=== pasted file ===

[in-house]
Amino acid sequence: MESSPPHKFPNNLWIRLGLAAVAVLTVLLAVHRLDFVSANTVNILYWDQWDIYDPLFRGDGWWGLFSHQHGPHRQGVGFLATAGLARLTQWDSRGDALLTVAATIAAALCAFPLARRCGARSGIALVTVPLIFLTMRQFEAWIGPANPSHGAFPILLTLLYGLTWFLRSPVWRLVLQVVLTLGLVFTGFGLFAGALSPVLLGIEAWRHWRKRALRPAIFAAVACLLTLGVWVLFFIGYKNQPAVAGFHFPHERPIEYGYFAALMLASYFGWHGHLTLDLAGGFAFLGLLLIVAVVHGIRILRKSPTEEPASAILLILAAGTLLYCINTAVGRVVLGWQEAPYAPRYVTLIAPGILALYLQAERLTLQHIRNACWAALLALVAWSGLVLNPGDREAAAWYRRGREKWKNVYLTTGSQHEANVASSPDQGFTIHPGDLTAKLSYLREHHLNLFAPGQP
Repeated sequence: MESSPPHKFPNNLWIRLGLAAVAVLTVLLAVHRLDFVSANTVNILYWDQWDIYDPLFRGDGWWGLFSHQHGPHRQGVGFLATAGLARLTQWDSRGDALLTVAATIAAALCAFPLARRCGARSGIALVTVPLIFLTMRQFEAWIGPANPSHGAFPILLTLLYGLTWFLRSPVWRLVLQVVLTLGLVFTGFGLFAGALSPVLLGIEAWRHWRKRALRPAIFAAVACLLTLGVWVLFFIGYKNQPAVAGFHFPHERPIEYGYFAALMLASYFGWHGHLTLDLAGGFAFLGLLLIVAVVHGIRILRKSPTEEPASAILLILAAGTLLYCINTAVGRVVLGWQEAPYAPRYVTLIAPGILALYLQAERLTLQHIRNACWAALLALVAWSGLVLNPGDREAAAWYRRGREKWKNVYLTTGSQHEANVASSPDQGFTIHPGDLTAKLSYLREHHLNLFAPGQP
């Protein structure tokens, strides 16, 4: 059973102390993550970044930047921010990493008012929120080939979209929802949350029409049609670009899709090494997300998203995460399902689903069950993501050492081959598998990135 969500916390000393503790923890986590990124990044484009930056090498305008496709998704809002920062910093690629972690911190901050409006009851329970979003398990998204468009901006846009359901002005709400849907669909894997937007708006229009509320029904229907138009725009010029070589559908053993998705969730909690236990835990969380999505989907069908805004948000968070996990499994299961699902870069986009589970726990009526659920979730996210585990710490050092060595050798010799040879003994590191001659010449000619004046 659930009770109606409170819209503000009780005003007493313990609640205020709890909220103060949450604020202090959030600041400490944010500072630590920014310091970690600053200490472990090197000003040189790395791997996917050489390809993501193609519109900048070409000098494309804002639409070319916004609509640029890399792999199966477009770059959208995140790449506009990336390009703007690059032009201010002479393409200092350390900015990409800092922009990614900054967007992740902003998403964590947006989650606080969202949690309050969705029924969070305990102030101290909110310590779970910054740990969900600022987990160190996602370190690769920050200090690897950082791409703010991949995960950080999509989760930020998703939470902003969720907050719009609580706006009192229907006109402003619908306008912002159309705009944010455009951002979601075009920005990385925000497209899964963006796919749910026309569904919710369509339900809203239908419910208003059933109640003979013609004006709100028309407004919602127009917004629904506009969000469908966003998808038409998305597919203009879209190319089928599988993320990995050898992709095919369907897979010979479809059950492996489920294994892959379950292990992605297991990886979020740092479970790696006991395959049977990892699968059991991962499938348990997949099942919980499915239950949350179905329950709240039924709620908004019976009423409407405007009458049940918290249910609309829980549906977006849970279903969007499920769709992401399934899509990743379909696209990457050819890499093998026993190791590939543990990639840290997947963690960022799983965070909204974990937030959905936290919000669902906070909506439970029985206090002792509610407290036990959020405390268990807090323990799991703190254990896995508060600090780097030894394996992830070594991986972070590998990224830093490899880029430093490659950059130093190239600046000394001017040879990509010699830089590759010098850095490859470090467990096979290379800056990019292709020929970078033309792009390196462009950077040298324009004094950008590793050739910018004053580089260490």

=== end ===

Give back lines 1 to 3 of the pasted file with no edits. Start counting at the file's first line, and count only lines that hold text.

[in-house]
Amino acid sequence: MESSPPHKFPNNLWIRLGLAAVAVLTVLLAVHRLDFVSANTVNILYWDQWDIYDPLFRGDGWWGLFSHQHGPHRQGVGFLATAGLARLTQWDSRGDALLTVAATIAAALCAFPLARRCGARSGIALVTVPLIFLTMRQFEAWIGPANPSHGAFPILLTLLYGLTWFLRSPVWRLVLQVVLTLGLVFTGFGLFAGALSPVLLGIEAWRHWRKRALRPAIFAAVACLLTLGVWVLFFIGYKNQPAVAGFHFPHERPIEYGYFAALMLASYFGWHGHLTLDLAGGFAFLGLLLIVAVVHGIRILRKSPTEEPASAILLILAAGTLLYCINTAVGRVVLGWQEAPYAPRYVTLIAPGILALYLQAERLTLQHIRNACWAALLALVAWSGLVLNPGDREAAAWYRRGREKWKNVYLTTGSQHEANVASSPDQGFTIHPGDLTAKLSYLREHHLNLFAPGQP
Repeated sequence: MESSPPHKFPNNLWIRLGLAAVAVLTVLLAVHRLDFVSANTVNILYWDQWDIYDPLFRGDGWWGLFSHQHGPHRQGVGFLATAGLARLTQWDSRGDALLTVAATIAAALCAFPLARRCGARSGIALVTVPLIFLTMRQFEAWIGPANPSHGAFPILLTLLYGLTWFLRSPVWRLVLQVVLTLGLVFTGFGLFAGALSPVLLGIEAWRHWRKRALRPAIFAAVACLLTLGVWVLFFIGYKNQPAVAGFHFPHERPIEYGYFAALMLASYFGWHGHLTLDLAGGFAFLGLLLIVAVVHGIRILRKSPTEEPASAILLILAAGTLLYCINTAVGRVVLGWQEAPYAPRYVTLIAPGILALYLQAERLTLQHIRNACWAALLALVAWSGLVLNPGDREAAAWYRRGREKWKNVYLTTGSQHEANVASSPDQGFTIHPGDLTAKLSYLREHHLNLFAPGQP